Our Crystal Ball for the coming Year of the Fire Rooster

We’re leaving 2016, the Year of Red Monkey, and heading straight for 2017, the Chinese zodiac Year of Red Fire Rooster, number 34 in the 60-year cycle called Ting UI. There are different kinds of roosters born in different years: Water Roosters, Wood, Earth, Metal, Wood, and now Fire Roosters, born in 1957 and 2017. The Red Fire Rooster is “the most dramatic and energized of all the rooster signs.” I consulted a list of famous people born in 1957: Steve Harvey, Steve Buscemi, Tony Abbott, Sid Vicious, Denis Leary, Spike Lee, Jon Levitz, and Osama bin Laden. Seems like a collection of dramatic and energized people, right? The Chinese Zodiak predicts this year’s batch of babies may be the most creative and talented ever born, so good news for expectant parents who believe in predictions of this nature.

The accuracy of more substantive statistical predictions – political, business, or sports — is based on the marriage of historical facts and mitigating facts or emerging factors. We’ve learned the hard way, in 2016, that political forecasting is highly susceptible to mitigating factors and is about as predictive as weather reporting. As a result, business forecasting for 2017 may be just as off-balance. Still, these four trends to get on board with seem to be no-brainers:

Virtual reality technology. I think it will move from the game room to the board room in 2017 in a big way, with lots of exciting emergent business applications. Given the online migration of travel and realty services to the web, both fields are primed to offer on-site virtual reality property and vacation rental tours. That’s the more obvious application; what do you think we’ll see (in another dimension online) that we wouldn’t expect?

Expansion of the gig economy. As Boomers transition into retirement, and Millennials demand flexible work hours, we’ll see much more free-lance opportunities for special or limited projects. Today, the computer savvy older American can telecommunicate from anywhere in the world, and well-paying (beach-side) limited gigs will have great appeal for talented and experienced Boomers (me included).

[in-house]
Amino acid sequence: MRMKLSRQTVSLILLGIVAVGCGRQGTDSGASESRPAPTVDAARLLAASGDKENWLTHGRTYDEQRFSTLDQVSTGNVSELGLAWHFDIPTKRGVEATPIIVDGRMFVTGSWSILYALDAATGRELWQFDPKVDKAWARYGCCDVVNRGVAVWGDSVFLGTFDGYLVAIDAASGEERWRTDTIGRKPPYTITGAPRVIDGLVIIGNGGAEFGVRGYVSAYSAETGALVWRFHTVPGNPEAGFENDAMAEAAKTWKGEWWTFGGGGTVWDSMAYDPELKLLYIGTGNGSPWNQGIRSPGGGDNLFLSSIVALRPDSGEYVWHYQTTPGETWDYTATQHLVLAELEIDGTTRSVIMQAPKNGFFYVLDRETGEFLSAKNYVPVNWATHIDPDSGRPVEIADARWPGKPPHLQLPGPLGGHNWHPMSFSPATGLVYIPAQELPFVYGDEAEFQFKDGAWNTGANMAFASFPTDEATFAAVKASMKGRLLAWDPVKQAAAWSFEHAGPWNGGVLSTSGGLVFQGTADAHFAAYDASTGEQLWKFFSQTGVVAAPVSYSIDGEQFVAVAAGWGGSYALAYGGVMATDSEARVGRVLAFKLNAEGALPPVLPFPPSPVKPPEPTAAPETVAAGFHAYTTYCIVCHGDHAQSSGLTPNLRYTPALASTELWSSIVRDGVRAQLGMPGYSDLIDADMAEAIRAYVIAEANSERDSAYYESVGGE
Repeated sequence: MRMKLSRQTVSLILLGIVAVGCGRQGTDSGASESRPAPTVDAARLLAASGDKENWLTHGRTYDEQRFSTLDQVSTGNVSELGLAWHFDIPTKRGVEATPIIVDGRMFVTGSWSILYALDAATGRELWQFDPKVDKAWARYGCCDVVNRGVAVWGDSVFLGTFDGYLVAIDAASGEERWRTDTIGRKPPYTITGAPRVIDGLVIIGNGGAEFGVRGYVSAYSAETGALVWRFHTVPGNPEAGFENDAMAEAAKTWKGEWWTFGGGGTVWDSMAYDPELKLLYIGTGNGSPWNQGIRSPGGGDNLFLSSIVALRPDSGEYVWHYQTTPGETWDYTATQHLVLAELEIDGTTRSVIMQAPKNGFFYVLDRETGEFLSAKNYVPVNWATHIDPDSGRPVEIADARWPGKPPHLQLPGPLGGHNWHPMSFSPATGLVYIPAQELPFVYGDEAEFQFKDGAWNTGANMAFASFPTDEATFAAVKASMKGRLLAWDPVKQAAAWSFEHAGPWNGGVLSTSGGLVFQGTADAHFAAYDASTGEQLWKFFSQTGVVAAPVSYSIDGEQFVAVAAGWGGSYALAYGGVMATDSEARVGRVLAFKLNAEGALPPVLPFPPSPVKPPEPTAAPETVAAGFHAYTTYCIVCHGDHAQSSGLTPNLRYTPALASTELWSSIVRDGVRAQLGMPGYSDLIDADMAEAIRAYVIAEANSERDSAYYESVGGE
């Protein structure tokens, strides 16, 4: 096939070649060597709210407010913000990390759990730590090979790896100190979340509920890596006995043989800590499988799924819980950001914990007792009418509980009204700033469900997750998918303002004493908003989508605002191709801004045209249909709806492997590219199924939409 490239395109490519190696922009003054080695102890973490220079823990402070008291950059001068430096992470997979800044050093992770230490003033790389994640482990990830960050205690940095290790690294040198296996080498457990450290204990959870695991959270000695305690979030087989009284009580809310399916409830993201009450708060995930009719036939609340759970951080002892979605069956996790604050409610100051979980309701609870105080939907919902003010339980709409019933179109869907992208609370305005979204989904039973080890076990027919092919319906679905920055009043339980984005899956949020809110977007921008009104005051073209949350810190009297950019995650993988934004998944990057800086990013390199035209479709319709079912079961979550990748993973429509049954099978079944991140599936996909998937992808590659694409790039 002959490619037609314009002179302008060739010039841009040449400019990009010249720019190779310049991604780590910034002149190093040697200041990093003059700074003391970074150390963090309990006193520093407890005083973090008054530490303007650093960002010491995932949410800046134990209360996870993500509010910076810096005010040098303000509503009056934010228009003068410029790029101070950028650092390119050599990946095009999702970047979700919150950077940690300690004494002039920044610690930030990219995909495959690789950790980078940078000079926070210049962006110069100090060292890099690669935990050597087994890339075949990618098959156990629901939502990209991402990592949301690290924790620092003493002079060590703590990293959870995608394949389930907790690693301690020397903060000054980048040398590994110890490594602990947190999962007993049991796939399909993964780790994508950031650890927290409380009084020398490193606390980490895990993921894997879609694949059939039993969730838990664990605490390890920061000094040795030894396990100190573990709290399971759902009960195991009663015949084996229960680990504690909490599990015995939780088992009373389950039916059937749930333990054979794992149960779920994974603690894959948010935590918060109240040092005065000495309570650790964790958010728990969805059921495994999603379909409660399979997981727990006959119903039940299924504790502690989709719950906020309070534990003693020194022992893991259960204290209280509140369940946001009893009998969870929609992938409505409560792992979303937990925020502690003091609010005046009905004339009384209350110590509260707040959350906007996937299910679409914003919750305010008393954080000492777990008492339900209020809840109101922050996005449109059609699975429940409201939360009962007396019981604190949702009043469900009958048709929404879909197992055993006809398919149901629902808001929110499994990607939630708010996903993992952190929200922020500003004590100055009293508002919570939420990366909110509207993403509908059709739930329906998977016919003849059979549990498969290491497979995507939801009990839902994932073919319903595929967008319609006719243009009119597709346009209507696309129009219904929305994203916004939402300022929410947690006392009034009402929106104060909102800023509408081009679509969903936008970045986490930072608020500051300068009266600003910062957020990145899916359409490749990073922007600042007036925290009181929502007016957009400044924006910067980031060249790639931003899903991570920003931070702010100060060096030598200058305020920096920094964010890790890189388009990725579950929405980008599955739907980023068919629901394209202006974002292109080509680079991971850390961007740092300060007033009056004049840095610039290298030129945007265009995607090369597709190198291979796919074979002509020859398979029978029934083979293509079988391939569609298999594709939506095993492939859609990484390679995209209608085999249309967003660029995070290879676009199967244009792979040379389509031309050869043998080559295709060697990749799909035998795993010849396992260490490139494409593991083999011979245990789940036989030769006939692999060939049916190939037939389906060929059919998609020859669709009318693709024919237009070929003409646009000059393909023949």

Bundling to fish upstream and downstream. This isn’t the bundling of two or more of your company’s products, but the bunding of your products with another service or product to increase sales for both partners. Big data will be critical in helping CFOs analyze which mergers would be most profitable, with the sweetest opportunities resting with shoppers who will buy this AND that, rather than this OR that.

CFOs will become leaders rather than followers. As alluded to above, CFOs today do much more than “count beans” or waive a cautionary finger after others have enacted a strategic plan. In 2017, more than ever, CFOs will take their rightful place at the right hand of the CEO in the board room, helping to determine the best way to enter new markets or expand product lines. The job is transitioning as the position gains stature; the expectation is that a CFO is now a strategic leader as well as business analyst with the ability to measure risk and reward, and to see opportunity where others don’t.

According to the zodiac calendar, your best CFO hire may be an Earth Rooster, born in 1969, because they are “Extremely organized and detail-oriented. Earth Roosters are excellent at multi-tasking. They’re motivated by success, and set high standards that they expect others to follow.”

This hasn’t been my hiring formula in the past, and I’m not seriously recommending it to you, but give U.S. political pundit pronouncements, it makes about as much predictive sense as anything else this year. I, for one, am curious and excited to see what this next year will bring.

About Jody Glynn Patrick

Jody is President of Glynn Patrick & Associates, which provides management consulting, executive coaching and strategic planning services. She is Publisher Emeritus of In Business magazine, which she published for 17 years. Selected as the “U.S. Business Journalist of the Year” in 2007 in Washington, DC, by the U.S. Small Business Administration, Jody has been a business reporter, editor, radio talk show host , and has won other state and national journalism awards. At the same time, she has helped corporate clients grow their businesses -- the basis for her practical coaching advice here. She also was the 2005 Athena Award recipient for her leadership role in mentoring other professional women. Jody will be talking with you weekly on TDS’ blog to share her insights and tips from the C-Suite perspective. Follow on G+.

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